I have just returned from an inspiring morning at #mathsmeetglyn organised by @mathsjem watching Don Steward give a fantastic, brain-stretching whistle-stop tour of some of the great problems on his site.

The theme was “Generalising” – he started off by saying that his current mission is to get some generalising into every single lesson because without it, well, you’re not doing real maths.

I filled 10 pages of notes, some of which I’ll come back to, but wanted to share how he took this Edexcel Exemplar Foundation GCSE question and “generalised” it.

Now, first up, I don’t mind admitting that after working at it for about 3-4 minutes I was completely stumped. Don had added “You can’t cut the tiles” to the question which was essential in my view, but didn’t actually help me. I was completely fixated on the fact that all tiles have to be in the same orientation. They don’t.

I think it’s a pretty poor question, probably mainly because I couldn’t do it. But there is a serious point around what questions like this are really testing. If there is a simple “trick” you need to get, is that fair?

A debate to be had there, I’m sure, but more interesting was what Don did with it next.

What other areas can you fit 40 x 30cm “carpet tiles” into and how many do you need? Start with:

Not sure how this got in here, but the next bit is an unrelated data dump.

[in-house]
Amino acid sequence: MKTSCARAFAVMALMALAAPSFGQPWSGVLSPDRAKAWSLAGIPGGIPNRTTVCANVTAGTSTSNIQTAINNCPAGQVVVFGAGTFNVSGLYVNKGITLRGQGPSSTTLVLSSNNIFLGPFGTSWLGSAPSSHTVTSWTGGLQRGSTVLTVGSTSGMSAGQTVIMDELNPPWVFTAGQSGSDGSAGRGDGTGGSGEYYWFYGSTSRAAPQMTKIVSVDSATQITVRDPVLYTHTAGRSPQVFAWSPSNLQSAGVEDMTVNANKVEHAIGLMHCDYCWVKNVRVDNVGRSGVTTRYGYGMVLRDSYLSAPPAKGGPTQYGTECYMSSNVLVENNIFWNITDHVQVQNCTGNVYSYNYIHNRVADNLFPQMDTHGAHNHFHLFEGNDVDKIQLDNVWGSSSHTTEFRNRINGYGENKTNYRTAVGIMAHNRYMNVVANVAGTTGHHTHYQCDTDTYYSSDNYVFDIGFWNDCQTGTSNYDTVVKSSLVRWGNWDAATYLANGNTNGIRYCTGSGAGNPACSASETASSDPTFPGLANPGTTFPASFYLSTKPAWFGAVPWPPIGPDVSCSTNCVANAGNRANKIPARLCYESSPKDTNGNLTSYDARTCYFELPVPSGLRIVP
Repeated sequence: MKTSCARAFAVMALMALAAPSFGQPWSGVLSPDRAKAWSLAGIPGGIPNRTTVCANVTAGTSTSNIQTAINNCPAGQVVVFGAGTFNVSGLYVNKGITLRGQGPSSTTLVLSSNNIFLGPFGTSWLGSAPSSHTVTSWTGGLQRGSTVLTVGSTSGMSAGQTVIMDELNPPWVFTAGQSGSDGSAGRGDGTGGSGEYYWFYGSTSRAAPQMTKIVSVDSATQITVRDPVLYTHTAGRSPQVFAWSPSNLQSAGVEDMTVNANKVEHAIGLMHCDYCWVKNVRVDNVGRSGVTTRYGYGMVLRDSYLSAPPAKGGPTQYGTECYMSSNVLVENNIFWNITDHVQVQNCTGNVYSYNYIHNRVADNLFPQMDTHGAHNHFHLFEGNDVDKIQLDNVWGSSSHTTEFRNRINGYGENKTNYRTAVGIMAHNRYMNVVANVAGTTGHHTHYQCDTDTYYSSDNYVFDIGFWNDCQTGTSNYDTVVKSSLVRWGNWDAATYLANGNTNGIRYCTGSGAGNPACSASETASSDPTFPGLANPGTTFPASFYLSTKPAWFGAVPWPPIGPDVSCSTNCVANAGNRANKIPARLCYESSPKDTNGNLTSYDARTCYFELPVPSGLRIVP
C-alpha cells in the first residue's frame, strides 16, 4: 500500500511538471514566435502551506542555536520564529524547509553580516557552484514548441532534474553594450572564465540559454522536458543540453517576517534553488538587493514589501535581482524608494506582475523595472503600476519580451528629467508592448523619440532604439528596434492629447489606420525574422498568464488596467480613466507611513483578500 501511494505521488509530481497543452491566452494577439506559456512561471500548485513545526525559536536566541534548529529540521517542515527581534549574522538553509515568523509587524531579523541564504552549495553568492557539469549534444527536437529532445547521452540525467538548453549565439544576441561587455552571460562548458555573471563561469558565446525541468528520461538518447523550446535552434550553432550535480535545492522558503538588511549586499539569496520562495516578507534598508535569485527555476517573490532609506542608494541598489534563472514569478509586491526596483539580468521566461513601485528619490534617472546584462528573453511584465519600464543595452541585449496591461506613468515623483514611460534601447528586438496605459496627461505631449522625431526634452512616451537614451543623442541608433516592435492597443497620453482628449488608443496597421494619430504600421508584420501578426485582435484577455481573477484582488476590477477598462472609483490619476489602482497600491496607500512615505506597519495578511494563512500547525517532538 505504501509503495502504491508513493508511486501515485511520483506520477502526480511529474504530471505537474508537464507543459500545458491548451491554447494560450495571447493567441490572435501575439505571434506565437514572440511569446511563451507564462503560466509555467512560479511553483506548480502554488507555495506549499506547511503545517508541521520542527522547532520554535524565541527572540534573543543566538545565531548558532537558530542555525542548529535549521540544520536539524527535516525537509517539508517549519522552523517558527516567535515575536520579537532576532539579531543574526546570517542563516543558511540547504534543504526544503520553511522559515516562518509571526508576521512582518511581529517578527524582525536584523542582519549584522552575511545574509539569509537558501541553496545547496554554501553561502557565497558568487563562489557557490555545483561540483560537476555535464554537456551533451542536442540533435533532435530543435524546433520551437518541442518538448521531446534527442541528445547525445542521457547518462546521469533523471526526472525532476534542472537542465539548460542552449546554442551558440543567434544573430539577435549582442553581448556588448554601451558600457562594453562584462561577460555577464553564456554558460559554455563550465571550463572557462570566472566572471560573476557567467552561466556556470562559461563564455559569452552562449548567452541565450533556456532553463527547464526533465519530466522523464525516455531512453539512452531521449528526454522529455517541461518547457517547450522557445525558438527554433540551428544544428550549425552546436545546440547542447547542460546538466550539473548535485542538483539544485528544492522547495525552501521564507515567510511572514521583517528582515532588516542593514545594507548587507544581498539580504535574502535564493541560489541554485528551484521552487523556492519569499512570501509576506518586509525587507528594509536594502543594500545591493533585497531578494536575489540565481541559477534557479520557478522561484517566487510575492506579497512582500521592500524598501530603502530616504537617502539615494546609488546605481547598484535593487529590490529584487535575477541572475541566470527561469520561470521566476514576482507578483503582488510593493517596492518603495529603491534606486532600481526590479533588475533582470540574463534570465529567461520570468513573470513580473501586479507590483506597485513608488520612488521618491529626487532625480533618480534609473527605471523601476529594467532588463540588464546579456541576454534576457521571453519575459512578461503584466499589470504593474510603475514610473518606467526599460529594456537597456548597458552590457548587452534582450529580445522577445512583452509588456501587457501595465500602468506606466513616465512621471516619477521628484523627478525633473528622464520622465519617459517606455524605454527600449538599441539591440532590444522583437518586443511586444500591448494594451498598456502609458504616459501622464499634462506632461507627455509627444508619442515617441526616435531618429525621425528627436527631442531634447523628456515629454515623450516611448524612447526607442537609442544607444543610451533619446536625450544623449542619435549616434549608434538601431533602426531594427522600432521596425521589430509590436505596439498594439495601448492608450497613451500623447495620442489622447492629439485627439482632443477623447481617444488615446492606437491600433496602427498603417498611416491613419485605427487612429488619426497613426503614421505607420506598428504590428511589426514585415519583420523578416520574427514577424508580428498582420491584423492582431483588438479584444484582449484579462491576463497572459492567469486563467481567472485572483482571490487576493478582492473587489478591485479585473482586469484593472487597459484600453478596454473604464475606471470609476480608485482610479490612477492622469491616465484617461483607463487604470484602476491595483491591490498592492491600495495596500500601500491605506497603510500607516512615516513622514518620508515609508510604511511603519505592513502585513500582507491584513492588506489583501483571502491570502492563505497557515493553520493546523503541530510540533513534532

120cm x 60cm
120cm x 70cm
120cm x 80cm
120cm x 90cm

Do you need to go any further? Can you write a general statement from this? i.e. can you prove that all multiples of 10 will work if the width is 120cm? What other widths does this work for and why? And then, of course, what happens if you try different sized carpet tiles.

It feels a bit like one of those Maths GCSE coursework questions that were set in the days before I was a teacher. But I really like the idea of taking what is a pretty bad question and turning into some interesting maths.

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What an interesting way to extend the question! I’ll certainly be using that activity soon.

As for the initial question, I agree that if there’s a trick that’s the key to unlocking a problem, then it’s probably not a good classroom task in most cases.

In this case I think there is some mathematcial reasoning that could help: 100 (cm) isn’t a multple of either 40 or 30, therefore the tiles cannot possibly have the same orientation; 120 is a multiple of both 30 and 40, therefore a row of tiles in the same orientation, whichever it s, will always fit this dimesnion exactly; can we make 100 by adding a combinations of 30s and 40s?

I think that approach to solving the problem could be useful in helping wth the extension task too.

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